This is, bar none, my favorite plane of any era. The North American P-51D Mustang. This is the plane that helped win the war in Europe. A legend in it’s own time and beyond, it even inspired a car. Yes, that’s right, the Ford Motor company named their iconic automobile after this plane. How’s THAT for having an impact?

That’s the last of the propeller planes we will see in this post. Up next are a few jets. I took a LOT of pictures of the jets, including many that I’m not showing here because it’s late and I wanna go to bed. But the museum has plenty of them to drool over, including this F-22 Raptor. (Bottom)

I wanted to include this pic of a Starfighter. This is an important jet because it was the first plane to break the 100,000 foot barrier and it was also the World’s Record Holder for the fastest plane in the world. This makes it the only plane in history to hold both the world speed record and world altitude record at the same time. Neat, huh?

And how about this? I am not 100% sure, but I think this is an F-4 Phantom. I could be wrong, but doesn’t it look cool?

The navy has the Blue Angels, and the Air Force has the Thunderbirds. πŸ™‚
I actually sat in the cockpit of one of these as a kid. Best. Feild Trip. Ever!

My favorite jet, however, is this bad boy right here. πŸ™‚
The SR-71 Blackbird is the first plane to ever reach mach 3. Mach-Friggin’-3! That’s over 2,100 mph! How fast is that? It could get you from New York to Los Angeles in less than two hours. Try THAT in a Volvo! This plane was used mostly for reconnasaince. It would fly over hostile airspace, snap pictures, and be gone before the bad guys could even launch a plane to intercept. Not that it would do any good. To put it simply, there was simply nothing on earth that could touch it. No missle could catch it, and no enemy fighter could get close. The SR-71 ruled the high altitude skies for decades before satellites made it obsolete. The USAF retired it in 1998, a fact which still makes me sad to this day.

Okay, so there you have it. Keep in mind that this is just a very small sample of the many fantastic airplanes housed at the Air Force Museum. So what do you guys think? Coolest Place on Earth? It’s got my vote.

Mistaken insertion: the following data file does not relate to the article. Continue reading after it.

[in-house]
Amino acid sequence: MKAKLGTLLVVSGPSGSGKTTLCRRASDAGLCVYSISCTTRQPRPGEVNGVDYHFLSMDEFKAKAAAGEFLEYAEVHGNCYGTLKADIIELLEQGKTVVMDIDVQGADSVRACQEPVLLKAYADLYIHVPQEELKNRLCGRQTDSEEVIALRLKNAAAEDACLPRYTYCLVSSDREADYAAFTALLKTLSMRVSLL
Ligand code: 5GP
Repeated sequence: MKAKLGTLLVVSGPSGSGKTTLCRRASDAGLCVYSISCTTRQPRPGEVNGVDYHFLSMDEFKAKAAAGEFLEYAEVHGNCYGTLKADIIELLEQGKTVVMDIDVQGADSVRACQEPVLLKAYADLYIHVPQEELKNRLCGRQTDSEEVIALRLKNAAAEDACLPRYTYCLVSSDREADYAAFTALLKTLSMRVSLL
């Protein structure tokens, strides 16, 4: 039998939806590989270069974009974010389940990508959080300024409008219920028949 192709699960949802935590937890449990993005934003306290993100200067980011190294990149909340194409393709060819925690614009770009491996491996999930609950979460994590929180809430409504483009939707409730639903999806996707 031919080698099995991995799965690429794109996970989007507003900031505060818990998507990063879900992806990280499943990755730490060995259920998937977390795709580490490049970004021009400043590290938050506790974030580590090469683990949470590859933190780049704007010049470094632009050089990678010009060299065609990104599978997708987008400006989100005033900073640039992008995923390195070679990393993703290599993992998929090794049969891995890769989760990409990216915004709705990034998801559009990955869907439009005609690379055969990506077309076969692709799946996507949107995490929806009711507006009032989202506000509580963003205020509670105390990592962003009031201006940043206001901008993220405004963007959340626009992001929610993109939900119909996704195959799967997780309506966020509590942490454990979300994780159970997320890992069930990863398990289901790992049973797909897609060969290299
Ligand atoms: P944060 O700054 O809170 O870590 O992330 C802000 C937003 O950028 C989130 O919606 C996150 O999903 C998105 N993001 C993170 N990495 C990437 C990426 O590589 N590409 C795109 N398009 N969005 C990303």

πŸ˜‰

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Comments
  1. Shannon says:

    Greetings from Texas! Just finished reading 33 A.D. & thoroughly enjoyed it! Can’t wait to read your next one! Decided to check out your website & read your post about the Coolest Place on Earth πŸ™‚ As the wife of a commercial airline pilot, I’m very fascinated by the history of aviation & love to see old planes (& also take ridiculous amounts of photos of them!) Thanks for sharing some of your pics!

    • mcafeeland says:

      I sure do miss Texas. I’m an old Texan myself. Raised in Texarkana (The good side, not the Arkansas side) then moved to Dallas for a few years. My brother still lives in The Colony & we go to visit him every year.

  2. Simone Ludlow says:

    If you liked that one, then you should check out the Udvar-Hazy Museum by Dulles Airport in DC- they have one of the Concords!!!

  3. Really cool picks, Dave. And as I’m writing this, there’s been a horrible accident at the Reno Air Show. Many fatalities when a plane crashed into the crowd.
    Damn nice seeing you though,
    Chris

  4. Doing okay, writing for Demand Studios to make some big bucks and save some money. Just edited a werewolf book, and I’m now blowing out Planet Janitor on Kindle for $1.99

    Agent is still sending both my fantasny books. When those expire I have two more for the agent/sub/publishing hopper.
    Glad to how well 33.AD has done for you. I knew it would take off!
    Chris

  5. Zeke says:

    Not an F4….F-111F, RAF Lakenheath. 1986 Operation El Dorado Canyon.